“To write is to sell a ticket to escape, not from the truth, but into it.” - “On Becoming an American Writer,” Alexander CheeY’all, mark 4/24/18 on your calendar, get your pre-order in at your bookseller. Alexander Chee’s new collection of essays is stellar beyond words, this single quote one of the many sentences he wrote that just stick in the mind like a tiny bit of grit, to be worked over and polished and revisited. The order of essays builds over the course of the book to a moving meditatio “To write is to sell a ticket to escape, not from the truth, but into it.” - “On Becoming an American Writer,” Alexander CheeY’all, mark 4/24/18 on your calendar, get your pre-order in at your bookseller. Alexander Chee’s new collection of essays is stellar beyond words, this single quote one of the many sentences he wrote that just stick in the mind like a tiny bit of grit, to be worked over and polished and revisited. The order of essays builds over the course of the book to a moving meditation on what it means to be an American writer, especially at this present time. Bravo, Alexander. 👏🏼👏🏼👏🏼
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  • sharon
    January 1, 1970
    It is a humbling, awe-inspiring thing to be invited into the mind of a writer of Alexander Chee's caliber. What I most appreciate about these essays is how consistently Chee holds any claims to virtuosity at arm's length. His prose is intensely beautiful, intensely moving, but he also shows the rigor that goes into the magic trick, the work of knowing one's self. With this generous, self-revelatory collection, he has given a tremendous gift to us all.
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  • Dominique
    January 1, 1970
    "...writing fiction is an exercise in giving a shit — an exercise in finding out what you really care about.Simply, this book is something to marvel at. A collection of essays that will warm your heart, break your heart, and encourage you to pick up the pen to write about your heart's journey.
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  • Erika Dreifus
    January 1, 1970
    Not every essay in this collection is explicitly "about" writing, but those that are are the ones that I fell into most gracefully. (I have killed every plant I've ever been given/tried to raise, so maybe I just bear too great a sense of guilt to embrace "The Rosary," for example, as beautiful as the writing is. And it is.) In any case, the essays I'm most likely to recommend to other writers most interested in essays on writing include "The Writing Life," replete with scenes from undergraduate Not every essay in this collection is explicitly "about" writing, but those that are are the ones that I fell into most gracefully. (I have killed every plant I've ever been given/tried to raise, so maybe I just bear too great a sense of guilt to embrace "The Rosary," for example, as beautiful as the writing is. And it is.) In any case, the essays I'm most likely to recommend to other writers most interested in essays on writing include "The Writing Life," replete with scenes from undergraduate workshop taught by Annie Dillard; "My Parade," which follows the author's MFA experience; "100 Things About Writing a Novel" (which, as the title suggests, is an essay in list form); "The Autobiography of My Novel"; and "How to Write an Autobiographical Novel," which I suspect will resonate even more powerfully for those who have read Chee's Edinburgh. Still, reading the entire book is a memorable and most worthwhile experience. Go ahead and pick it up! I'm so glad that I did.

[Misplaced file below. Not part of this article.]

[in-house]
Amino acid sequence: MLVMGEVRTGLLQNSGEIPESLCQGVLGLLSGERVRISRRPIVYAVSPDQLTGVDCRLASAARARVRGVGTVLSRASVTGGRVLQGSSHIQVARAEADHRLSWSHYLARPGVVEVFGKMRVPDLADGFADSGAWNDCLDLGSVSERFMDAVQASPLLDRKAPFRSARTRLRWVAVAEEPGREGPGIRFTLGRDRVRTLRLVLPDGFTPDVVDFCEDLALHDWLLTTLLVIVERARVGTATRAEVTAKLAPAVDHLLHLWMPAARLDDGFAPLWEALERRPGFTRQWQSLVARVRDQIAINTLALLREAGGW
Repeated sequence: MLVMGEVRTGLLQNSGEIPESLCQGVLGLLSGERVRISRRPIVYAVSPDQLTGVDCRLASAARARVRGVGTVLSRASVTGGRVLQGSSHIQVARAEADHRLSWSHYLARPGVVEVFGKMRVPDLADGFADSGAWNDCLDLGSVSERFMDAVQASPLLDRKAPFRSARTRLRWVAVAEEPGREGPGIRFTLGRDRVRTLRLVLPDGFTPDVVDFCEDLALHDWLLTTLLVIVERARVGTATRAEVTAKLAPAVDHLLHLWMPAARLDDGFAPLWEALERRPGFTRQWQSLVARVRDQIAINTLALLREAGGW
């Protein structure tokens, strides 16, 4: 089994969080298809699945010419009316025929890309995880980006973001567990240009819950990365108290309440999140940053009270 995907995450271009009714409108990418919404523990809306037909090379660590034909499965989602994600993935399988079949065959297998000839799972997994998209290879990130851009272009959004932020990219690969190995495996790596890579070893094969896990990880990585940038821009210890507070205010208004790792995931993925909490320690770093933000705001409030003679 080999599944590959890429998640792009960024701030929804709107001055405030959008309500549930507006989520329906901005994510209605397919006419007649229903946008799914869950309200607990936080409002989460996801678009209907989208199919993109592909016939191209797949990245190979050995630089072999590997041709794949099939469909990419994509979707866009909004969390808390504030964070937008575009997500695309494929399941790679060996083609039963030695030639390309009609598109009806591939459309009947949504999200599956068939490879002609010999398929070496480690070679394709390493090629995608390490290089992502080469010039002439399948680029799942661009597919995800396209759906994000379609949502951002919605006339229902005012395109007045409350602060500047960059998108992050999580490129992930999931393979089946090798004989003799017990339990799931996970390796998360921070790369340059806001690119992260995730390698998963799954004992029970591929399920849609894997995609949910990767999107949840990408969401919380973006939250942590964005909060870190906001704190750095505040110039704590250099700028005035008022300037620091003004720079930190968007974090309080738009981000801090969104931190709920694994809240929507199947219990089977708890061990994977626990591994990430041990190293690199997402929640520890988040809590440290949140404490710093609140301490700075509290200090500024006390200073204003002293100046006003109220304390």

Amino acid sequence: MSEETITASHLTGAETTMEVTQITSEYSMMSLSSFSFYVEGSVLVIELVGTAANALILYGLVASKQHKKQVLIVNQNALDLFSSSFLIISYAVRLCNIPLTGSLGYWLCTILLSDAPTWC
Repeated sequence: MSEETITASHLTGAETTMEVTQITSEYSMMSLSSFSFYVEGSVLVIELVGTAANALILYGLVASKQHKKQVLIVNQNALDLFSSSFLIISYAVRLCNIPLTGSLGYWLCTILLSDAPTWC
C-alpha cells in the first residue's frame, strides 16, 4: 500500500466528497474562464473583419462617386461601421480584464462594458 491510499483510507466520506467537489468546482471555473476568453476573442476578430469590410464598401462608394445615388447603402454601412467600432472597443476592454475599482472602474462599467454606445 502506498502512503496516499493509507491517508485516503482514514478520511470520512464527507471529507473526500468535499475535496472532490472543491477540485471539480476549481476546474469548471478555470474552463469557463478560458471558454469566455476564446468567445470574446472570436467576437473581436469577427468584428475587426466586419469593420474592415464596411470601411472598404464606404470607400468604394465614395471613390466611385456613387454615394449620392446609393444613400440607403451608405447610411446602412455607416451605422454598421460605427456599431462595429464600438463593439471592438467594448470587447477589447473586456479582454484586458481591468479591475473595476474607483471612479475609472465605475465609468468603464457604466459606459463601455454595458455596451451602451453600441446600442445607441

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  • Dana
    January 1, 1970
    So, so, so, so, so good.
  • Columbus
    January 1, 1970
    Alexander Chee writes absolutely beautiful sentences. This is my second go round with Chee after reading his debut novel, Edinburgh. This book of essays is written like a memoir. In fact, the chapters follow in a rather linear order with the first essay The Curse detailing Chee’s time as a foreign exchange student in Mexico at the age of 15. All of these essays are very personal with my favorites being those centered around writing as a gay Korean American.My favorites are:After Peter: about a f Alexander Chee writes absolutely beautiful sentences. This is my second go round with Chee after reading his debut novel, Edinburgh. This book of essays is written like a memoir. In fact, the chapters follow in a rather linear order with the first essay The Curse detailing Chee’s time as a foreign exchange student in Mexico at the age of 15. All of these essays are very personal with my favorites being those centered around writing as a gay Korean American.My favorites are:After Peter: about a former friend/lover, AIDS activist in San FranciscoMr. And Mrs. B: his time working as a waiter at the home of William and Pat Buckley during the height of the AIDS epidemic (William Buckley notoriously advocated for the tattooing of people with AIDS on their buttocks and wrists).And also the essays with him working under the tutelage of Annie Dillard at Wesleyan University and his activism with ACT UP and Queer Nation in San Francisco.A solid effort from Chee.3.5 stars
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  • Laura
    January 1, 1970